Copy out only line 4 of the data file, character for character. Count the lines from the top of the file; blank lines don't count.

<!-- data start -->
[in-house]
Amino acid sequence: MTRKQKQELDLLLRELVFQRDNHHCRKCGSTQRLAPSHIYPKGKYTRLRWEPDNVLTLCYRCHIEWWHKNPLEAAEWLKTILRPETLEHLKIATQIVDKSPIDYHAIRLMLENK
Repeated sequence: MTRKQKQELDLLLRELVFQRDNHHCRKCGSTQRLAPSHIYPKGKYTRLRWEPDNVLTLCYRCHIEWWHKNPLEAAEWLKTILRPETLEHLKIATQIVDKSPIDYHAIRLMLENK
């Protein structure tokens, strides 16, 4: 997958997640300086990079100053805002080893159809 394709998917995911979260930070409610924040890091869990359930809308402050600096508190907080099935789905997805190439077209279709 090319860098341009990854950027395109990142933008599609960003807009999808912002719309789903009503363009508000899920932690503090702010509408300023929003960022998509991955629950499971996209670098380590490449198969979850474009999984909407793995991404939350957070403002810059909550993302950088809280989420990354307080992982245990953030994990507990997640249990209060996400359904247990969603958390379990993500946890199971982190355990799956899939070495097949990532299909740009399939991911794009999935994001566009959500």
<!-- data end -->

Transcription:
């Protein structure tokens, strides 16, 4: 997958997640300086990079100053805002080893159809 394709998917995911979260930070409610924040890091869990359930809308402050600096508190907080099935789905997805190439077209279709 090319860098341009990854950027395109990142933008599609960003807009999808912002719309789903009503363009508000899920932690503090702010509408300023929003960022998509991955629950499971996209670098380590490449198969979850474009999984909407793995991404939350957070403002810059909550993302950088809280989420990354307080992982245990953030994990507990997640249990209060996400359904247990969603958390379990993500946890199971982190355990799956899939070495097949990532299909740009399939991911794009999935994001566009959500």